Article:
This Book Has Enduring Qualities
If you do intend to design gardens only for yourself, I would warn you to beware. Every beautiful garden you plant will increase the amount of respect and attention you get from your friends and neighbors. As one customer of mine put it, "Three years ago, the only plant I knew for certain was a lilac bush, and I only knew that when the flowers were there. Now I grow dozens of different plants, trees, and shrubs, and everyone in the neighborhood asks me questions, even in the dead of winter. I'm quite the celebrity, and you know what? I like it! I've even added books to my library just to help me look up answers for the neighbors."
So you may come back to this book in a year or two for help in designing your neighbor's garden, a relative's landscape, even flower beds for friends at work whose homes you've never seen. In that case, you will need some help to remember the person who will use this garden, because it's entirely too easy to fall into the trap of projecting your own likes and dislikes on someone else. I know. Some of the worst gardening mistakes I've made have been in gardens for my closest friends and relatives! Fortunate, you might think. Avoidable, I say.
This book spells out a way to design a garden, draw up a plan, and then evaluate the garden's success. With it, you can enjoy the fun of designing a successful garden, understanding why it worked, and you can duplicate the success and create beautiful landscapes.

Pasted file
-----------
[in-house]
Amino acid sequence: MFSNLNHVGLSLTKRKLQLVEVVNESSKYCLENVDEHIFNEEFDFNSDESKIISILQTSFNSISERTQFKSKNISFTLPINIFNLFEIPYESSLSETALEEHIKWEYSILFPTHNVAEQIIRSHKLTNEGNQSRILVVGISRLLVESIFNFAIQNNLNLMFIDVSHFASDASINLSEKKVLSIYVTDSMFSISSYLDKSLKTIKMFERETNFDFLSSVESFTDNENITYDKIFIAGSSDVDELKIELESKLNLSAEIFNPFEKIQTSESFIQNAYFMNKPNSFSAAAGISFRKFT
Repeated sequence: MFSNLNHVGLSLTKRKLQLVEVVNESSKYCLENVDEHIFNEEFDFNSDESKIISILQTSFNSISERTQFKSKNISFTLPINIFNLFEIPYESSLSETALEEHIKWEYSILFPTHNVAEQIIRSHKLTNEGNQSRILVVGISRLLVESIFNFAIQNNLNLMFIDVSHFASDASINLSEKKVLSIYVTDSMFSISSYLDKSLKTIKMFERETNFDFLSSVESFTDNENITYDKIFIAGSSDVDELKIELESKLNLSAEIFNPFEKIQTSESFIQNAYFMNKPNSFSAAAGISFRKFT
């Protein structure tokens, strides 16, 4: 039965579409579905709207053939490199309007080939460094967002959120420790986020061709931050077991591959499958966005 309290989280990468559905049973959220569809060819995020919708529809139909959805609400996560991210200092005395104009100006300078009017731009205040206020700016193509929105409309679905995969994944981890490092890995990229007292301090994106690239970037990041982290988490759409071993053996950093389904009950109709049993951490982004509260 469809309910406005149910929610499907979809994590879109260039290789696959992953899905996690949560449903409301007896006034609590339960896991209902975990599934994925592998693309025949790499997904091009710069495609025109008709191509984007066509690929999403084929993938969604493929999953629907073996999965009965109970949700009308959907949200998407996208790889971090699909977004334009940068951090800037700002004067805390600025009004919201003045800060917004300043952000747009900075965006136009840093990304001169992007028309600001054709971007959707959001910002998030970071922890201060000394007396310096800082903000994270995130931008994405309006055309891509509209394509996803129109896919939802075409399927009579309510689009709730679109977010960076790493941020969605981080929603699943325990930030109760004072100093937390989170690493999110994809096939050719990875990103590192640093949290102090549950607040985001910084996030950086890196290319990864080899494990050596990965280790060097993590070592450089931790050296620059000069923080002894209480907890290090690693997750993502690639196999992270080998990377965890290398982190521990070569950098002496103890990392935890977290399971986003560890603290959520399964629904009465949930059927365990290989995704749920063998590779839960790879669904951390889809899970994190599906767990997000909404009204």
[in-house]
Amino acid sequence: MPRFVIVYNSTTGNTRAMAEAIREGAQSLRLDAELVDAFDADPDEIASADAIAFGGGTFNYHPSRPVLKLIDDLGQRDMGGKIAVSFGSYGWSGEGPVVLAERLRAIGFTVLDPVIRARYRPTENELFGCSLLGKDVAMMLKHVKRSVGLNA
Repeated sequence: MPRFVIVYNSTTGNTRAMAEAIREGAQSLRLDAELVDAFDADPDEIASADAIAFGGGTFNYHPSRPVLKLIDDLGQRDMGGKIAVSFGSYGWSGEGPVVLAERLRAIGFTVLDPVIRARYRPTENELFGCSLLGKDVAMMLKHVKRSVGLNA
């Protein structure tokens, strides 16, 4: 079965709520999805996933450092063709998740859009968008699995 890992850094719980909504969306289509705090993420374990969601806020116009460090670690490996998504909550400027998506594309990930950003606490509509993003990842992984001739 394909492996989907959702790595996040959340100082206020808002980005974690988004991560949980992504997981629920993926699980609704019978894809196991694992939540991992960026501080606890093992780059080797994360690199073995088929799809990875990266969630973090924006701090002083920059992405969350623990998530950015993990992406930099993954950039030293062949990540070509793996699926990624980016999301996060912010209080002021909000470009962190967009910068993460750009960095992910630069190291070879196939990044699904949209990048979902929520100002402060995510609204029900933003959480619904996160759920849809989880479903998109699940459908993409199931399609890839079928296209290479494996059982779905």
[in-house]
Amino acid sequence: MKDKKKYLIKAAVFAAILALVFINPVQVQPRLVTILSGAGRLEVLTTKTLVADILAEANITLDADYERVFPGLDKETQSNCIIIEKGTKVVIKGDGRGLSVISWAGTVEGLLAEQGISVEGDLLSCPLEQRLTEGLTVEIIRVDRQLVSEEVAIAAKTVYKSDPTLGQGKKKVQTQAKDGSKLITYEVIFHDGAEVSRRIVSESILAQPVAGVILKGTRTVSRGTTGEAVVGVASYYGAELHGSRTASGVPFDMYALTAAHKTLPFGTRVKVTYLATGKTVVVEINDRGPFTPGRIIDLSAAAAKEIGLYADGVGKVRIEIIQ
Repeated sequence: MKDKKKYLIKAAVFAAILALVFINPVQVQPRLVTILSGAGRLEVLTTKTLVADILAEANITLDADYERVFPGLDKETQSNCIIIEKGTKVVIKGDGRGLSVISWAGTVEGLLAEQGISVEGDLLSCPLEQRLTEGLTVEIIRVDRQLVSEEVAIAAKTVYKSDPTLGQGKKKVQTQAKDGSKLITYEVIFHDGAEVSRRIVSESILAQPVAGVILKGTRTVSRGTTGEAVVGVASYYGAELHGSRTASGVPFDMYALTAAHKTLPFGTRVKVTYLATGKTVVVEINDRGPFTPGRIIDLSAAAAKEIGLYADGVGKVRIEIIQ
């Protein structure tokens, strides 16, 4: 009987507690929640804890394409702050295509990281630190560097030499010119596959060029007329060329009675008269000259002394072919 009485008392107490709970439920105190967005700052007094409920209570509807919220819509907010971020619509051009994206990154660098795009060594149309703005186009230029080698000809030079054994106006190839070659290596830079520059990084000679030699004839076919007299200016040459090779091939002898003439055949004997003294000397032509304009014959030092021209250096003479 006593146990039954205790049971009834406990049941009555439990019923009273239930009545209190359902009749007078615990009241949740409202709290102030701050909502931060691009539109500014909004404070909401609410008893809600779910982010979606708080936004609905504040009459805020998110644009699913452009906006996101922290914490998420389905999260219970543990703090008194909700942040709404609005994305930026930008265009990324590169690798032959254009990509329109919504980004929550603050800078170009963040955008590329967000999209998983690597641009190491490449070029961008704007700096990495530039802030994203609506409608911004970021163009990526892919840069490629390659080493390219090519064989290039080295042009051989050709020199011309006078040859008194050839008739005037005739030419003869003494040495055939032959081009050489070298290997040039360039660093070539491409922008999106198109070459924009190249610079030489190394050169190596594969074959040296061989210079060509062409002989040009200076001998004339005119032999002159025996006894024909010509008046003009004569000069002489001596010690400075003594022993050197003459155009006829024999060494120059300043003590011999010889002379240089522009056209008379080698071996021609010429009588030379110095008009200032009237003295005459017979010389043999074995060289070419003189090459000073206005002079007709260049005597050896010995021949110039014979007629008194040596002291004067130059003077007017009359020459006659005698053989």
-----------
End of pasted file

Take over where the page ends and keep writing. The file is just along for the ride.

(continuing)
That's where the satisfaction comes, and that's where we're heading in this book.
Cooking Up a Design
This book is a recipe. Recipes tend to be concise sets of commands without explanations. Take the recipe step "Stir thoroughly," for instance. It is expected that you will simply stir well, no questions asked. If you want to understand why stirring well is important to certain mixtures, you consult other cooking books or take a class.
Those who must follow the recipe appreciate this brevity. I assume that some gardeners who read this book will want that same format, but others will want to know "Why? What happens if I don't do this or do it differently?" I have adopted a format that will work for both recipe user and "tell-me-why" designer. Each chapter of this book is a step in the recipe. The first few paragraphs of each chapter give the recipe step. Those who simply want to know "What next?" can read the beginning of each chapter. Readers who want to understand "Why?" can read the entire chapter.
As in any recipe, this is not the only route to follow. There are many recipes for meatloaf; there are at least as many ways to design. If you have not yet found a favorite, this one is written for you. Once you've mastered this method you can improvise special situations. You may find that your talent grows along with your gardens and you develop a unique approach. In the end, you'll be able to use the table of contents as a quick reference, like a recipe card.
You deserve a wonderful landscape. Have fun designing it!